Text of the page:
Executive Summary

This paper highlights five reasons why Emerging Markets (EM) in aggregate are more resilient today than in prior periods. A “healthier” index composition in addition to four other reasons support our analysis that EM drawdowns will be significantly more muted than previous peak- to-trough drawdowns. The 30% rebound that the asset class has experienced since its trough in late March is in line with our thesis of a more robust index. In GMO’s recent Quarterly Letter, Ben Inker, Head of our Asset Allocation team, made the case for emerging stocks given their lower relative valuations.

We acknowledge the heterogeneity of the asset class but take comfort in China at 40% of the MSCI EM Index being resilient, with better growth prospects and plenty of residual dry powder. Not only has the weight of cyclical sectors like Energy and Materials shrunk (from 30% to 12%), there has also been a significant improvement in their balance sheets. Some domestic consumer-driven and growing sectors such as Information Technology and Internet/Media names are now nearly one-third of the index. In our April 2020 paper, “Covid-19: Risk and Resilience in Emerging Markets,” we provided a framework to assess the most vulnerable EM nations and those best placed to emerge less scathed than others from the pandemic. We identified only 9% of emerging countries as high risk vs. 66% as safe countries.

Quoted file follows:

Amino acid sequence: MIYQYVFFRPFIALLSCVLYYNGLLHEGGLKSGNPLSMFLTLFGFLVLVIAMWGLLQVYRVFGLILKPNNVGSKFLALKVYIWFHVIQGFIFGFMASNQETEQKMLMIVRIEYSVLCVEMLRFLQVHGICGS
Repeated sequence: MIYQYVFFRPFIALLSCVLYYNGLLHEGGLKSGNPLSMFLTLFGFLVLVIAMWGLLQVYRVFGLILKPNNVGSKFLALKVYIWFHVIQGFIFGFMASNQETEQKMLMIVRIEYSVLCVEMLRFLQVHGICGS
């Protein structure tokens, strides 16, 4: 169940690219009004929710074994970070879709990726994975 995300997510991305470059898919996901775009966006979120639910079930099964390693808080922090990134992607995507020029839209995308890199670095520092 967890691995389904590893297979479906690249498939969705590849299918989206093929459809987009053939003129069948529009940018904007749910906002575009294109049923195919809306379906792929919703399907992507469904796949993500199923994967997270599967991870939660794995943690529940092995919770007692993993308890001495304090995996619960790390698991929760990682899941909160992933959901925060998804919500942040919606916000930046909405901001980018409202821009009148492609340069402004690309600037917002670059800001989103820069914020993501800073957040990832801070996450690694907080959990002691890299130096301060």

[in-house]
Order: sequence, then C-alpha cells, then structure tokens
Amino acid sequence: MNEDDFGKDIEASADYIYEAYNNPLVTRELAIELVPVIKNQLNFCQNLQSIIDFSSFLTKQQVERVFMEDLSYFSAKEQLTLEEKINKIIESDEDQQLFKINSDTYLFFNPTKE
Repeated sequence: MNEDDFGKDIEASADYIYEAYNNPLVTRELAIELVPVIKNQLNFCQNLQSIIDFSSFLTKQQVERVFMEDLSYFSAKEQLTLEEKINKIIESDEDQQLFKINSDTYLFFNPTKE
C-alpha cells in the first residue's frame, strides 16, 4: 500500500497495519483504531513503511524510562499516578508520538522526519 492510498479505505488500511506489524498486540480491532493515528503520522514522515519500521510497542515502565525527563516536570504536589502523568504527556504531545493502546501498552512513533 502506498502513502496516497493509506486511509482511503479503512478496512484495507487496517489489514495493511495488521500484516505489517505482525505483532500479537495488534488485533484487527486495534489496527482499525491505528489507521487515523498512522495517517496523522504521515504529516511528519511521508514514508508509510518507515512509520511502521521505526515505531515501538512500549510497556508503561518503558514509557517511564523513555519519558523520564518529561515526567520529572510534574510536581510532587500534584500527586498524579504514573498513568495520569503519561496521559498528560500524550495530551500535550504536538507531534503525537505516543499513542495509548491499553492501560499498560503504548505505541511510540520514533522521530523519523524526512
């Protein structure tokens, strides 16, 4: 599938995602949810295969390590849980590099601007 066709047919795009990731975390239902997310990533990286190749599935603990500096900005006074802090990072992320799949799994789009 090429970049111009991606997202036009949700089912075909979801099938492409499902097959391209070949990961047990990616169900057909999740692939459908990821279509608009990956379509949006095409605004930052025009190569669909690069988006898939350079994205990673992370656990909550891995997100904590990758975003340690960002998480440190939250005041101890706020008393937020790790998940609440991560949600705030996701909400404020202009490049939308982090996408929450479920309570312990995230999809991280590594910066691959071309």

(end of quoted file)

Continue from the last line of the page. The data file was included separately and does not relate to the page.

However, the EM asset class is innately characterized by risk – this paper discusses five such risks and cautions of other uncertainties that can morph into risk. While some traditional risks have abated, we discuss tensions from a renewed U.S.-China trade war, domestic power struggles in some of the larger EM countries like Brazil and India, constraints on the coffers of EM governments, and both currency and concentration risk. As we construct our EM portfolios today, we strive to take advantage of the lower volatility of the asset class while maintaining a defensive stance to mitigate the heightened risks in today’s environment. Net/net, however, we believe many of the EM-specific risks are navigable.